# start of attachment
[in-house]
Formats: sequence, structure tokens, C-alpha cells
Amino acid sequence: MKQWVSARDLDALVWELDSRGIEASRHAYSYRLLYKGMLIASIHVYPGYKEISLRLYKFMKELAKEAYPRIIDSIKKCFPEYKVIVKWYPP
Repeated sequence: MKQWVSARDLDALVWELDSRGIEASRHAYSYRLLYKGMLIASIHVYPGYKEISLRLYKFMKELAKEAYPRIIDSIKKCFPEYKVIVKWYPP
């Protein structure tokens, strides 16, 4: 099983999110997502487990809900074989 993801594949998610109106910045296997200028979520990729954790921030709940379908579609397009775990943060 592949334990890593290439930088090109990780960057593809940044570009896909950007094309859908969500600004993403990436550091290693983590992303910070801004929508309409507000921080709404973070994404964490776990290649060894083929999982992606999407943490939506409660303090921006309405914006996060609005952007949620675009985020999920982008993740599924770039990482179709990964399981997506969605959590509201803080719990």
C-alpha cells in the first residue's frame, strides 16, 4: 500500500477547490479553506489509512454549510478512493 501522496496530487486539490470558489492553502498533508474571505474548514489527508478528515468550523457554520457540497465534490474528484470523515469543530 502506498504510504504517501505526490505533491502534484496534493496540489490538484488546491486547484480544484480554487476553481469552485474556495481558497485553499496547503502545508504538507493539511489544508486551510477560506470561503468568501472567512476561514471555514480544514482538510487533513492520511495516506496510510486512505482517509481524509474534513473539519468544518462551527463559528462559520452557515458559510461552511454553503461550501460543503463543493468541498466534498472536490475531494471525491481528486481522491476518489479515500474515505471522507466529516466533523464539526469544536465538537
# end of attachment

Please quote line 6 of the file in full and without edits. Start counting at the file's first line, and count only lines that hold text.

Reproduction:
C-alpha cells in the first residue's frame, strides 16, 4: 500500500477547490479553506489509512454549510478512493 501522496496530487486539490470558489492553502498533508474571505474548514489527508478528515468550523457554520457540497465534490474528484470523515469543530 502506498504510504504517501505526490505533491502534484496534493496540489490538484488546491486547484480544484480554487476553481469552485474556495481558497485553499496547503502545508504538507493539511489544508486551510477560506470561503468568501472567512476561514471555514480544514482538510487533513492520511495516506496510510486512505482517509481524509474534513473539519468544518462551527463559528462559520452557515458559510461552511454553503461550501460543503463543493468541498466534498472536490475531494471525491481528486481522491476518489479515500474515505471522507466529516466533523464539526469544536465538537